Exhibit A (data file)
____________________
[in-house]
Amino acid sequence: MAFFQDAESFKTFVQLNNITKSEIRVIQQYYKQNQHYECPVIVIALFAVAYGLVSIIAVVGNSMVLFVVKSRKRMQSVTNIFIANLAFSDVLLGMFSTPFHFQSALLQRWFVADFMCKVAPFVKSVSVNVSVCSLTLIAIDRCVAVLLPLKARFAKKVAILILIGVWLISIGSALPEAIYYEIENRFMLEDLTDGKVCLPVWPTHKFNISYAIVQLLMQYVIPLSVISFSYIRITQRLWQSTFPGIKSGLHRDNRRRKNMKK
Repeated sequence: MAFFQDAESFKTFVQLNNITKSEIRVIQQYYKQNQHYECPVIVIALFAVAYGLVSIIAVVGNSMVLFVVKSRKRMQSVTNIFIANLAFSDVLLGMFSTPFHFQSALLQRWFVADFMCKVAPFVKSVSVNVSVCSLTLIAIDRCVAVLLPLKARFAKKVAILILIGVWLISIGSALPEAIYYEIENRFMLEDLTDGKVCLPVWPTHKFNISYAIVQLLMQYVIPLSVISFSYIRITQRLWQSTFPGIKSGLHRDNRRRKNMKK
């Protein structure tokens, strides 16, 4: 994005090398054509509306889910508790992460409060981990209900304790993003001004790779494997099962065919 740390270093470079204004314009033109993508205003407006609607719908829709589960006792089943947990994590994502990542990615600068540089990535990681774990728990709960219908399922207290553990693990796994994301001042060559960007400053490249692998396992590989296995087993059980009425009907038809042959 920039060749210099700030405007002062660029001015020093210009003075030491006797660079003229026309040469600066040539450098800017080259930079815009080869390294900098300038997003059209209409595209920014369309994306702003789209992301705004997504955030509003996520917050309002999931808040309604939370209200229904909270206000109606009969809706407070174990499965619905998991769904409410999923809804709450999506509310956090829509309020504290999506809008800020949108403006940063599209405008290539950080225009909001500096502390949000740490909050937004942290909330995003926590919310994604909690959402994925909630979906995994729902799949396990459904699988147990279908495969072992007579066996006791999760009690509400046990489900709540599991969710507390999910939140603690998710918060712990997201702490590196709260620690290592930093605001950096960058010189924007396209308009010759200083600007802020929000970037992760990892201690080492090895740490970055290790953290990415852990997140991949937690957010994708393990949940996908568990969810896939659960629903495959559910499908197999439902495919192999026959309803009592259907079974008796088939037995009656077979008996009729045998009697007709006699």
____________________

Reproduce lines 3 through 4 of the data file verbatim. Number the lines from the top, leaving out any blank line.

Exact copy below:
Repeated sequence: MAFFQDAESFKTFVQLNNITKSEIRVIQQYYKQNQHYECPVIVIALFAVAYGLVSIIAVVGNSMVLFVVKSRKRMQSVTNIFIANLAFSDVLLGMFSTPFHFQSALLQRWFVADFMCKVAPFVKSVSVNVSVCSLTLIAIDRCVAVLLPLKARFAKKVAILILIGVWLISIGSALPEAIYYEIENRFMLEDLTDGKVCLPVWPTHKFNISYAIVQLLMQYVIPLSVISFSYIRITQRLWQSTFPGIKSGLHRDNRRRKNMKK
């Protein structure tokens, strides 16, 4: 994005090398054509509306889910508790992460409060981990209900304790993003001004790779494997099962065919 740390270093470079204004314009033109993508205003407006609607719908829709589960006792089943947990994590994502990542990615600068540089990535990681774990728990709960219908399922207290553990693990796994994301001042060559960007400053490249692998396992590989296995087993059980009425009907038809042959 920039060749210099700030405007002062660029001015020093210009003075030491006797660079003229026309040469600066040539450098800017080259930079815009080869390294900098300038997003059209209409595209920014369309994306702003789209992301705004997504955030509003996520917050309002999931808040309604939370209200229904909270206000109606009969809706407070174990499965619905998991769904409410999923809804709450999506509310956090829509309020504290999506809008800020949108403006940063599209405008290539950080225009909001500096502390949000740490909050937004942290909330995003926590919310994604909690959402994925909630979906995994729902799949396990459904699988147990279908495969072992007579066996006791999760009690509400046990489900709540599991969710507390999910939140603690998710918060712990997201702490590196709260620690290592930093605001950096960058010189924007396209308009010759200083600007802020929000970037992760990892201690080492090895740490970055290790953290990415852990997140991949937690957010994708393990949940996908568990969810896939659960629903495959559910499908197999439902495919192999026959309803009592259907079974008796088939037995009656077979008996009729045998009697007709006699």